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September 9, 2017

Martina Hingis

Jamie Murray

New York, NY, USA


6-1, 4-6, 10-8

THE MODERATOR: Questions, please.

Q. Congratulations, both of you. Successful collaboration in relatively short amount of time. Two Grand Slam titles. Talk about what you were able to accomplish here and the last fortnight and today.
MARTINA HINGIS: I think this one has been a little bit more dramatic from start to the end. I think throughout this tournament sometimes, you know, it happens that you are down match point and you end up winning. That's what we did.

I think that definitely that match was pretty much the key, the turnaround, when the guy is serving to me, I'm, like, Okay, it's in my hands. I'd rather it be probably in Jamie's hands, in this case. Nothing I can do. Just make him play. We were able to dig that one out.

I think the super-tiebreakers, we know how to play them by this time, at this point.

I definitely believed, when we were going into it, I felt like, you know, we had a great first set, second, we let go a little bit, but in the super-tiebreaker, I know we can still lift it up and play great tennis.

Q. Jamie?
JAMIE MURRAY: Yeah, everything she said (smiling). We had a great run. I mean, you know, this scoring format is a lot more random than at Wimbledon, obviously, because you have sudden death, deuce games. It's easier to break serve, I think, than or easier to hold onto your serve at Wimbledon, because you can afford to maybe mess up points and stuff. But here you can't. Every game is first of four.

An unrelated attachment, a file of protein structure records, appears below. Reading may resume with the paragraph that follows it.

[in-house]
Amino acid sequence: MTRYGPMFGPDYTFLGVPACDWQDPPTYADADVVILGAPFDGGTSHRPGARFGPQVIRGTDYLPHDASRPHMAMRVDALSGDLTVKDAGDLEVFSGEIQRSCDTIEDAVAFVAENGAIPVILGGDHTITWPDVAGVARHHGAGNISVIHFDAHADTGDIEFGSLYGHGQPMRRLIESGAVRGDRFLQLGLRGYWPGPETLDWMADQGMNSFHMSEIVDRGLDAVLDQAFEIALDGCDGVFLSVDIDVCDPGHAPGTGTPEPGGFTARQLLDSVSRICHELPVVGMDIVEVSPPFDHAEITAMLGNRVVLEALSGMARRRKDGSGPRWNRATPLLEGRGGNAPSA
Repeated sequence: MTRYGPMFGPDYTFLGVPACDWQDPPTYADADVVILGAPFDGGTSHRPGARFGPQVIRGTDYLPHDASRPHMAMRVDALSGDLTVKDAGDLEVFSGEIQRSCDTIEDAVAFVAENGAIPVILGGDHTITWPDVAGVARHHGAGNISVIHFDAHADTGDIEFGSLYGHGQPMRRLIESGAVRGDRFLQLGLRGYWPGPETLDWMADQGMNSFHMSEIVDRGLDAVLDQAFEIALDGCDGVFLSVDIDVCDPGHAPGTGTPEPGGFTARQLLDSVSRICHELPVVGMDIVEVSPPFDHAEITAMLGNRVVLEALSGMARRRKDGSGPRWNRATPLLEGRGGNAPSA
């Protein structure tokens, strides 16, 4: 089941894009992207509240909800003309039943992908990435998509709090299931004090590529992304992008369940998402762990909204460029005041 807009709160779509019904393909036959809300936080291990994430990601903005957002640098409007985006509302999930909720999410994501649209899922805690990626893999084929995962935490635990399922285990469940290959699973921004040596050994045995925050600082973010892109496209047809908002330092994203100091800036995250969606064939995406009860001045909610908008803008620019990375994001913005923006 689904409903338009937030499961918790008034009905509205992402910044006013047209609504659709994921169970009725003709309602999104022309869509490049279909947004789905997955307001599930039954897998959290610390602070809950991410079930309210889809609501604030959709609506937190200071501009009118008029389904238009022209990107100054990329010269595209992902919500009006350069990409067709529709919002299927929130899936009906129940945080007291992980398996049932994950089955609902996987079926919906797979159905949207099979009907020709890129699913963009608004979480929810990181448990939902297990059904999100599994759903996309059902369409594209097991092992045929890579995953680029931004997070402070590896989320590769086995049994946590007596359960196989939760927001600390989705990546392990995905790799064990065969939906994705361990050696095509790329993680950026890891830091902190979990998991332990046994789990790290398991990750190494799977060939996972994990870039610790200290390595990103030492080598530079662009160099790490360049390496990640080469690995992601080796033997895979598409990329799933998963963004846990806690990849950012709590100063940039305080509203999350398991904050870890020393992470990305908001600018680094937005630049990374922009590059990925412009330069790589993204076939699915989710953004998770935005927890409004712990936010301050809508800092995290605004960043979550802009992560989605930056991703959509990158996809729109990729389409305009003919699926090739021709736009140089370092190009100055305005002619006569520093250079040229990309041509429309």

Like we played a great tiebreak. The crowd was really into it. There was a lot of noise. Some crazy rallies going on.

For us, it's like so much fun to go there and play and play in a huge stadium, a lot of people coming out to watch.

They are there four hours before the women's singles final, so they are there because they want to come and watch us play. Yeah, makes us want to put on a good show.

Q. Do you like this new format, or would you rather it was a traditional format?
MARTINA HINGIS: I always enjoyed the super-tiebreaker. I mean, winning or losing, I think it's for the spectators, it's fun, because it brings more drama to it. I'm not always for the deciding points, because I think that brings the weaker teams closer to the good teams, especially in women's with the serve and the return, I mean, it's almost like the women return better than they serve most of the time.

So I think it evens it out, because you can't afford to make those mistakes, like even like in today in the mixed is the same, because there is more pressure to the server. I mean, obviously the returner can decide that the better team, like, decided -- you feel less comfortable.

Yeah, so that's why I think even like the Grand Slams that you played out, the better teams really end up winning.

I mean, I'm not going to complain because we won all the super-tiebreakers. We won here today. We won Wimbledon. I think overall, I think you have to just be there, and this is how it's played now, for the TV. It's all a show. You've got to earn your victories.